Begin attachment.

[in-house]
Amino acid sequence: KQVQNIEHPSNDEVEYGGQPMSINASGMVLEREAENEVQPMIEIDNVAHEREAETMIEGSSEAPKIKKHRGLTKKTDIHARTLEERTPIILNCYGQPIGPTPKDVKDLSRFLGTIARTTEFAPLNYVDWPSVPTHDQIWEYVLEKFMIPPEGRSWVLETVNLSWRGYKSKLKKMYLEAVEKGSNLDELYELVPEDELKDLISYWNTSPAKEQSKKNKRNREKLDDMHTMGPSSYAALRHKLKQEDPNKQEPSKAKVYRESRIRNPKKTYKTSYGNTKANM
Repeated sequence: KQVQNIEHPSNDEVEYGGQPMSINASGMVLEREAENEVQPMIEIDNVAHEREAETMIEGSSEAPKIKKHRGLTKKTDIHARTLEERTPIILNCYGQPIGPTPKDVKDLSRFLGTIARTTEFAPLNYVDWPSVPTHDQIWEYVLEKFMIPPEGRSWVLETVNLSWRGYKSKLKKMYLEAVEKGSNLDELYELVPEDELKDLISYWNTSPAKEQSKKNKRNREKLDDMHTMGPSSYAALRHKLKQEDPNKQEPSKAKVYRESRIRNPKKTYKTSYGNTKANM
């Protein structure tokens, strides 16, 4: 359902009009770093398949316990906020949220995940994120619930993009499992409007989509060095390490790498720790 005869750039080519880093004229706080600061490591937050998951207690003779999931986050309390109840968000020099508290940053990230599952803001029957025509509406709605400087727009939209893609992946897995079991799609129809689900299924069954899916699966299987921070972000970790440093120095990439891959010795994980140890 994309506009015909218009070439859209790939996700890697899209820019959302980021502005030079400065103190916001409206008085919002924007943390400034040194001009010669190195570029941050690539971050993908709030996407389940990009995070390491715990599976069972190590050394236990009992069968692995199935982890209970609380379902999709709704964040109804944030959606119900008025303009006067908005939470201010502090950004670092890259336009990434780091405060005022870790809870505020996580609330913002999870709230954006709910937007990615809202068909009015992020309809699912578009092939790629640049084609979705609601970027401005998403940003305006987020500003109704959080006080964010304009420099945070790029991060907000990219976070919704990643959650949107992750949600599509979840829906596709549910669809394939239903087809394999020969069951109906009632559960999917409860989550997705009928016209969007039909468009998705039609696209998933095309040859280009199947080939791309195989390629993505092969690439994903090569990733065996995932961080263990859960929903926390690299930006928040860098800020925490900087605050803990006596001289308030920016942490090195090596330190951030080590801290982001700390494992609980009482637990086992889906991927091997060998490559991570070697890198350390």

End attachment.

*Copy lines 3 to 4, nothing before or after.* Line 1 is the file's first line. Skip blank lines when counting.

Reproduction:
Repeated sequence: KQVQNIEHPSNDEVEYGGQPMSINASGMVLEREAENEVQPMIEIDNVAHEREAETMIEGSSEAPKIKKHRGLTKKTDIHARTLEERTPIILNCYGQPIGPTPKDVKDLSRFLGTIARTTEFAPLNYVDWPSVPTHDQIWEYVLEKFMIPPEGRSWVLETVNLSWRGYKSKLKKMYLEAVEKGSNLDELYELVPEDELKDLISYWNTSPAKEQSKKNKRNREKLDDMHTMGPSSYAALRHKLKQEDPNKQEPSKAKVYRESRIRNPKKTYKTSYGNTKANM
């Protein structure tokens, strides 16, 4: 359902009009770093398949316990906020949220995940994120619930993009499992409007989509060095390490790498720790 005869750039080519880093004229706080600061490591937050998951207690003779999931986050309390109840968000020099508290940053990230599952803001029957025509509406709605400087727009939209893609992946897995079991799609129809689900299924069954899916699966299987921070972000970790440093120095990439891959010795994980140890 994309506009015909218009070439859209790939996700890697899209820019959302980021502005030079400065103190916001409206008085919002924007943390400034040194001009010669190195570029941050690539971050993908709030996407389940990009995070390491715990599976069972190590050394236990009992069968692995199935982890209970609380379902999709709704964040109804944030959606119900008025303009006067908005939470201010502090950004670092890259336009990434780091405060005022870790809870505020996580609330913002999870709230954006709910937007990615809202068909009015992020309809699912578009092939790629640049084609979705609601970027401005998403940003305006987020500003109704959080006080964010304009420099945070790029991060907000990219976070919704990643959650949107992750949600599509979840829906596709549910669809394939239903087809394999020969069951109906009632559960999917409860989550997705009928016209969007039909468009998705039609696209998933095309040859280009199947080939791309195989390629993505092969690439994903090569990733065996995932961080263990859960929903926390690299930006928040860098800020925490900087605050803990006596001289308030920016942490090195090596330190951030080590801290982001700390494992609980009482637990086992889906991927091997060998490559991570070697890198350390």